Kiwi the Geek: First, let me clarify my position. I think first trimester abortion should be legal. I think lots of things should be legal, including many that are clearly wrong, such as adultery. That an act is legal should be the default, and it should be the burden of those who wish to ban it to explain why the gov't monopoly of force should be brought to bear on the problem. I simply believe that preventing women from aborting in the first trimester would cause more social harm than it would fix. I could be wrong, and would be willing to be proven wrong by watching states that ban abortion if Roe is overturned.

are you truly comfortable with your clothes being made in sweatshops..?
No, but I'm more uncomfortable with the workers in the sweatshops being left unemployed so that companies can pay inflated wages to Americans.
Oh, and I'm not sure what you mean by "social justcie type". I thought "social justice" was used as a euphemism for wealth redistribution. I'm a radical capitalism type.
abortion: sounds like you're kind of a libertarian, like me.

social justice: I meant people who try and right the wrongs, not necessarily by government force.

sweatshops: I want people in develping countries to be employed, but I'd like to find a way to pressure companies to pay them a living wage. As I understand it, that would only increase our prices by pennies. Well worth it, IMO.
KTG: I'm mostly a libertarian except for foreign policy. Libertarians are fairly isolationist. I'm fairly not.
Hey, you are just like me! No wonder I like you so much!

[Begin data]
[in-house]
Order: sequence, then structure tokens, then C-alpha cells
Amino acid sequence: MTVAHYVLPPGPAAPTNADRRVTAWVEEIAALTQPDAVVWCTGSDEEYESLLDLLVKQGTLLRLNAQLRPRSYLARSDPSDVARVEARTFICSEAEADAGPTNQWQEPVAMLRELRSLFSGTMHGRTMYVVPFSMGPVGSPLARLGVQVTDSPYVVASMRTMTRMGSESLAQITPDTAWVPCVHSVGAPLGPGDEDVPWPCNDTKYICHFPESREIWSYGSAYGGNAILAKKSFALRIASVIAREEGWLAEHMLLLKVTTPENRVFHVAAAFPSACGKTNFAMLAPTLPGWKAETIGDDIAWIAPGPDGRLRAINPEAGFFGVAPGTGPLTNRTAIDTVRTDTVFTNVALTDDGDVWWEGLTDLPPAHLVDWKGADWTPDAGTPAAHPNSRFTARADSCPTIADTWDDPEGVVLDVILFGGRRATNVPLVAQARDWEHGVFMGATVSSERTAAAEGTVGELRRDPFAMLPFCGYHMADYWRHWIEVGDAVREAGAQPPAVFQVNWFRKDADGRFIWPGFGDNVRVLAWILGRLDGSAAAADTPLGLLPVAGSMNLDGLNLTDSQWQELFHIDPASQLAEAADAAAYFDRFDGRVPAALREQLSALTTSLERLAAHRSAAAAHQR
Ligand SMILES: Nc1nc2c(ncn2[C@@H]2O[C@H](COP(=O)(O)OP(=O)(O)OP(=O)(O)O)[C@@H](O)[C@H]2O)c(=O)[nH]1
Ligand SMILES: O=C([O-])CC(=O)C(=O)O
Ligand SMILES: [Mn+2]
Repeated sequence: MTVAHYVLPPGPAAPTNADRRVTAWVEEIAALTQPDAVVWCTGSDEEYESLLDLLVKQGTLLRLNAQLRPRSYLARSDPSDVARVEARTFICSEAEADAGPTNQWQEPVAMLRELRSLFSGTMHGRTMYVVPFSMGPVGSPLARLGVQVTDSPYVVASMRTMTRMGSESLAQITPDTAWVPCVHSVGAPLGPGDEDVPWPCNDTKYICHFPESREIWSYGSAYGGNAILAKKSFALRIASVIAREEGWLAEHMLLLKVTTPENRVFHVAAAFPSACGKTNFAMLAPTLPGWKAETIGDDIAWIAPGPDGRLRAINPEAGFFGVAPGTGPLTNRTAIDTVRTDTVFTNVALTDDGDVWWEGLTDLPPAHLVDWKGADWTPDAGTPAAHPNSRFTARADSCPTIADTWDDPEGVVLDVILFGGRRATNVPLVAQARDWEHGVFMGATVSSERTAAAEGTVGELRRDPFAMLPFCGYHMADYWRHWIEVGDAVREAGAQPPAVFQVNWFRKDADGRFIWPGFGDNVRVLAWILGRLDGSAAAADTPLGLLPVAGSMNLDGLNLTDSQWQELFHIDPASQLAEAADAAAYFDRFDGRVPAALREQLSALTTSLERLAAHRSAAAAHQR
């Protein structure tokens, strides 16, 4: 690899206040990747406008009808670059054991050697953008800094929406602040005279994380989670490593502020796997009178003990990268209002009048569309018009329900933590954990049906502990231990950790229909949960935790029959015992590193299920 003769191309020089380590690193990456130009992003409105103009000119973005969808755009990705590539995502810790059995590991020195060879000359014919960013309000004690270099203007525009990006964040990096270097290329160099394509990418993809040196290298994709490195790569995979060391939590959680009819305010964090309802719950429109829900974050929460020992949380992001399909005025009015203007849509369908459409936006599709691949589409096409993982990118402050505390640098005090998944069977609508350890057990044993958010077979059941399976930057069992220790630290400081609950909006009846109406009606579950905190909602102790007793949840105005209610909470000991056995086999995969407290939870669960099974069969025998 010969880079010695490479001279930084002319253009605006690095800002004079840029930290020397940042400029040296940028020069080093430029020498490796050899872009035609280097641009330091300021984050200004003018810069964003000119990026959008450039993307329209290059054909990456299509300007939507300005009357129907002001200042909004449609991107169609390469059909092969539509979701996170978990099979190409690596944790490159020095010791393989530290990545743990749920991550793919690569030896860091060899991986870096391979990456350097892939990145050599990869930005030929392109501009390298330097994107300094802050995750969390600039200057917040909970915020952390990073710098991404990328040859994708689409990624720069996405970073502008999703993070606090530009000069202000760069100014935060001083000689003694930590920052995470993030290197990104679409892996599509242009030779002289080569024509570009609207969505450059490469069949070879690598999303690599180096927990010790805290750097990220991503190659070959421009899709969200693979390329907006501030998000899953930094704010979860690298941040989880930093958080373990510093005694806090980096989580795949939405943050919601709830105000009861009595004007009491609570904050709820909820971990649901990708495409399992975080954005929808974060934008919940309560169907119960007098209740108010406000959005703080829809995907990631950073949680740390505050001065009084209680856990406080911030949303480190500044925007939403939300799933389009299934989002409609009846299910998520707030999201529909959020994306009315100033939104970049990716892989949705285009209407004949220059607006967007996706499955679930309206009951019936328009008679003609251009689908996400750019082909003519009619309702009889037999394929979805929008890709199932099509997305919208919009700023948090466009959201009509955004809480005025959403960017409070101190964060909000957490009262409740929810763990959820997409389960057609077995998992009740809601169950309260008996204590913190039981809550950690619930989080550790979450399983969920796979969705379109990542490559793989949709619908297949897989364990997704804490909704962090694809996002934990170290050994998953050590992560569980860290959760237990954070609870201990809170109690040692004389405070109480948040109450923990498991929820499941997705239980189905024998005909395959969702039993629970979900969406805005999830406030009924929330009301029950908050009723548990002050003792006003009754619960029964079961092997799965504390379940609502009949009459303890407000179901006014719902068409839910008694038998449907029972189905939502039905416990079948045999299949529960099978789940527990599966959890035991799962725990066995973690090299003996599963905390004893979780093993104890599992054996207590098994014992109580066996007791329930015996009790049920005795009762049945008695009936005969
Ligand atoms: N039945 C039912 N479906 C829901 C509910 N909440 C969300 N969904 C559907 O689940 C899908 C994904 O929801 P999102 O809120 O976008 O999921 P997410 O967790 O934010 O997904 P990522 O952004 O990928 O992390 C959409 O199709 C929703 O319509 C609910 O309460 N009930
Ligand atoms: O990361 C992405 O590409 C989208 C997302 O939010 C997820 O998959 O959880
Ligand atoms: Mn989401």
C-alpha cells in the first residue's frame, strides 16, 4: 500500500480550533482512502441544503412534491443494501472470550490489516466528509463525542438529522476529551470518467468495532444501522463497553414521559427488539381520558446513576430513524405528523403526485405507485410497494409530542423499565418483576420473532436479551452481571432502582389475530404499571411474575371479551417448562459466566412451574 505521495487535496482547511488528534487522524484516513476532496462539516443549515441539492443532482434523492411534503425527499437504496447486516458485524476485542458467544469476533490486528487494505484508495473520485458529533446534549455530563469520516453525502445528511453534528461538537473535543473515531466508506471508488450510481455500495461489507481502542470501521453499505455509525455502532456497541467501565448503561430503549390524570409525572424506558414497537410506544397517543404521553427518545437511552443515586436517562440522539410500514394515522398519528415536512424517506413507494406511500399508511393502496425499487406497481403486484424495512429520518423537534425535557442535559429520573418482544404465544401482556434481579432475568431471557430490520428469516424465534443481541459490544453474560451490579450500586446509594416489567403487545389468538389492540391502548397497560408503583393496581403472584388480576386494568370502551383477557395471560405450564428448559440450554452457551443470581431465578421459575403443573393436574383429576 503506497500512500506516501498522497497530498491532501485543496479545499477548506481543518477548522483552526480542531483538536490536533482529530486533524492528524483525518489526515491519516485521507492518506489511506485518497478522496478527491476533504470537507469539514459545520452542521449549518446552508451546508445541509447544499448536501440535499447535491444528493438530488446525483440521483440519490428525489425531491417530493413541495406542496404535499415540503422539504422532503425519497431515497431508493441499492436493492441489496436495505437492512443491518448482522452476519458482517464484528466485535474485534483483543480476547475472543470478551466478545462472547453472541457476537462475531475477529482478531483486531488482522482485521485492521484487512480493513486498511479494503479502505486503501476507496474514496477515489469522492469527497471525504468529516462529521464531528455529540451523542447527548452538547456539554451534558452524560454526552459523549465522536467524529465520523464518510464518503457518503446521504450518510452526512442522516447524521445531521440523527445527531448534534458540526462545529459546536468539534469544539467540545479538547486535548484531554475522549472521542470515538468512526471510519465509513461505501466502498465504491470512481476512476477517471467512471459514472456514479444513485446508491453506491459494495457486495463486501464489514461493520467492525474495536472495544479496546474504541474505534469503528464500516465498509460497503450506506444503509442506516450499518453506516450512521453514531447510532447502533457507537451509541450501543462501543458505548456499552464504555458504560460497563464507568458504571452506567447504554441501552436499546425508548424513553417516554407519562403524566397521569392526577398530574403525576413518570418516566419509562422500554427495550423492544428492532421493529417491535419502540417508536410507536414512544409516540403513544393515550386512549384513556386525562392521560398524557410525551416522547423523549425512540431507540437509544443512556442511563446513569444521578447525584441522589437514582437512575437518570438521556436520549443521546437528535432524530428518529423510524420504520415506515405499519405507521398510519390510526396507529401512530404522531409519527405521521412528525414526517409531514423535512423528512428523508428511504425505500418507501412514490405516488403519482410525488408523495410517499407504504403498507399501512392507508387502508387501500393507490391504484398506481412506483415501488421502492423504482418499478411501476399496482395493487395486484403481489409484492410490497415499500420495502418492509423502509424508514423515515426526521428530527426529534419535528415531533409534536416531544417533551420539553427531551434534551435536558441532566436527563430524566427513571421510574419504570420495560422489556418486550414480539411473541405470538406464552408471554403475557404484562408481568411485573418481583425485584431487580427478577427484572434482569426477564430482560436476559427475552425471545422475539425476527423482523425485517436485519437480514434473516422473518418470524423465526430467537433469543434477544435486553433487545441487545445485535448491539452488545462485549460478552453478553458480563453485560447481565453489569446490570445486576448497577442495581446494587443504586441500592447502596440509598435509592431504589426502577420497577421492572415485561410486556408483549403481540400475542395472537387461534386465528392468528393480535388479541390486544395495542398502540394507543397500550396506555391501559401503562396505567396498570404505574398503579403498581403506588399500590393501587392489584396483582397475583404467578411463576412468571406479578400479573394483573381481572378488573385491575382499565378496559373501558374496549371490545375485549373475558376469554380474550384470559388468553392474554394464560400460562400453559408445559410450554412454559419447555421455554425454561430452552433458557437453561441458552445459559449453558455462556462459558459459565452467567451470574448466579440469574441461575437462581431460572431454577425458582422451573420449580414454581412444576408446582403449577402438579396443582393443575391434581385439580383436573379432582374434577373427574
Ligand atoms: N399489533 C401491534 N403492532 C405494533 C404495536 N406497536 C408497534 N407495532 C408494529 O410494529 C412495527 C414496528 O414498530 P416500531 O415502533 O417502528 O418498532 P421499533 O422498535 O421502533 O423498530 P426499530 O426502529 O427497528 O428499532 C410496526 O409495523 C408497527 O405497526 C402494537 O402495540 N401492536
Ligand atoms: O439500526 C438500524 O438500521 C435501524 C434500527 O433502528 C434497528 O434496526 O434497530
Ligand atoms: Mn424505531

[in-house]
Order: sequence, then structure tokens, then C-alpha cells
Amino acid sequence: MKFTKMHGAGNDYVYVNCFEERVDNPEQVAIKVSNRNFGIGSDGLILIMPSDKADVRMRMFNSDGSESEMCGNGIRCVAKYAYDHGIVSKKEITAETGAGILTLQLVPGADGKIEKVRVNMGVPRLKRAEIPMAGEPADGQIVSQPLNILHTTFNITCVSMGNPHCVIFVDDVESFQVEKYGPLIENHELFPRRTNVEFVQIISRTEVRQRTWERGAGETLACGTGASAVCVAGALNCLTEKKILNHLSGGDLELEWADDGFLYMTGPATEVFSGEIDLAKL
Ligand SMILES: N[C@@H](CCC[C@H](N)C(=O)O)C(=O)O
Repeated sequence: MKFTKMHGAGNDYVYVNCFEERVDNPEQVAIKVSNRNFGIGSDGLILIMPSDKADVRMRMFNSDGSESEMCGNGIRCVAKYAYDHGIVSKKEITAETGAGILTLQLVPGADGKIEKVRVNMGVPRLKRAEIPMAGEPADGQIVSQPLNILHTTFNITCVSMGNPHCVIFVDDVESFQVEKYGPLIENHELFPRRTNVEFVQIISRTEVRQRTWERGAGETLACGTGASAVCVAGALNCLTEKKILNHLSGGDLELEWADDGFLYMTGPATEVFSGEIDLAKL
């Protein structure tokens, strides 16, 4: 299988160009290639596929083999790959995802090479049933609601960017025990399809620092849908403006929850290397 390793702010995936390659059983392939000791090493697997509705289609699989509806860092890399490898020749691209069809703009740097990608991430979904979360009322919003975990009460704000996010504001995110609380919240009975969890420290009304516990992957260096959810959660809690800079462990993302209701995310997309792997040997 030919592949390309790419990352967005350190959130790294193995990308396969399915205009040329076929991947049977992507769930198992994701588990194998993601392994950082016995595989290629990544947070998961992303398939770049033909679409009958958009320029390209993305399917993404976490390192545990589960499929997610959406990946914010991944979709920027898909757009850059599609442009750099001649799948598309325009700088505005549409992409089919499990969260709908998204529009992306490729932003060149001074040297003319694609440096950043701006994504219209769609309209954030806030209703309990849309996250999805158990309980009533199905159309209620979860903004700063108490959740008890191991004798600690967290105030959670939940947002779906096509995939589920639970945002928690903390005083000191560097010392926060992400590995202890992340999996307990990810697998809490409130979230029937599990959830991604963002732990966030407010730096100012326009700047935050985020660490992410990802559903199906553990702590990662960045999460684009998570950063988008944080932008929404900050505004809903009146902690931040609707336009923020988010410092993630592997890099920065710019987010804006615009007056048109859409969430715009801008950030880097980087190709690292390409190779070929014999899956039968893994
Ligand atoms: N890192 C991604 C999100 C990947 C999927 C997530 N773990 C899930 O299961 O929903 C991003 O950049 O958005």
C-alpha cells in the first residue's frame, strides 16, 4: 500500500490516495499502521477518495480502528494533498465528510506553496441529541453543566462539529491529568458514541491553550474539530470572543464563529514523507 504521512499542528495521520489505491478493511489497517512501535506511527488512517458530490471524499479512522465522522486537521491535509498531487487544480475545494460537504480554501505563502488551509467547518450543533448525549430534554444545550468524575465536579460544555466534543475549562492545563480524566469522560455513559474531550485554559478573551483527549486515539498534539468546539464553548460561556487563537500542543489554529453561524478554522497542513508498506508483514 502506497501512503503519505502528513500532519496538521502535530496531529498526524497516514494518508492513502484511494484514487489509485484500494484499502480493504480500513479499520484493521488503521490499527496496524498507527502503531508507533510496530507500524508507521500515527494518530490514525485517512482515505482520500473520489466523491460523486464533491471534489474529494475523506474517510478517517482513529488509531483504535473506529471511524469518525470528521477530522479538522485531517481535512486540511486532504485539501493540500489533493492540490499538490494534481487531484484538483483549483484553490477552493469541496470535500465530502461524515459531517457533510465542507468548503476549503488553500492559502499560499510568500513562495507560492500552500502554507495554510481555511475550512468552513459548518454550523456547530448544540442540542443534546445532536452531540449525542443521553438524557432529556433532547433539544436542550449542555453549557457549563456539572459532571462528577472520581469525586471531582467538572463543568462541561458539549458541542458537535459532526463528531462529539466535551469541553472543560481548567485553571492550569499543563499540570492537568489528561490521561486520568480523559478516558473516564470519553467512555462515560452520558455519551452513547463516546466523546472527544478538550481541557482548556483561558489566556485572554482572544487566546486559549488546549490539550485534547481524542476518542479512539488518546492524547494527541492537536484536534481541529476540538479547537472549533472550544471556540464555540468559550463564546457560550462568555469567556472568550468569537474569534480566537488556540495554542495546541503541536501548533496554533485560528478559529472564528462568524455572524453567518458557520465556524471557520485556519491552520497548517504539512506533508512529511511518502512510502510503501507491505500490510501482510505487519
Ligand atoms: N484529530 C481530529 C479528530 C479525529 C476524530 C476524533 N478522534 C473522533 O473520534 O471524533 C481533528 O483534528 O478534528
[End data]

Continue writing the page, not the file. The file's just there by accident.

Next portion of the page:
KTW: Flattery will get you everywhere.
"living wage" is also a euphemism for something. I forget what. Sounds like commies to me.

But while there are certainly some sweatshop situations out there, the vast phenomenon of outsourcing/offshoring is not about that. Believe me, the people in India answering your phone calls have what is for them, for the moment anyway, terrific jobs & salaries.

Now, if you'll excuse me, I have to go see why my six-year-old isn't meeting her quotas on Nike knock-offs.
Bean, you musta been reading my blog! Awwww...

I use "living wage" to mean "enough money to get by. I believe it was also used in the early 1900s labor movement, along with "family wage" meaning enough for a man to support his family so the wife could stay home.

I don't have a problem with all outsourcing, just when the employees are paid pennies a day and treated like garbage. I understand this is widespread in the clothing industry, but not in service industries.
BTW, I posted about Wal-Mart and sweatshops at my blog, if you'd like to read it. Got a long discussion there. http://kiwigeek.blogspot.com/2006/01/wal-mart.html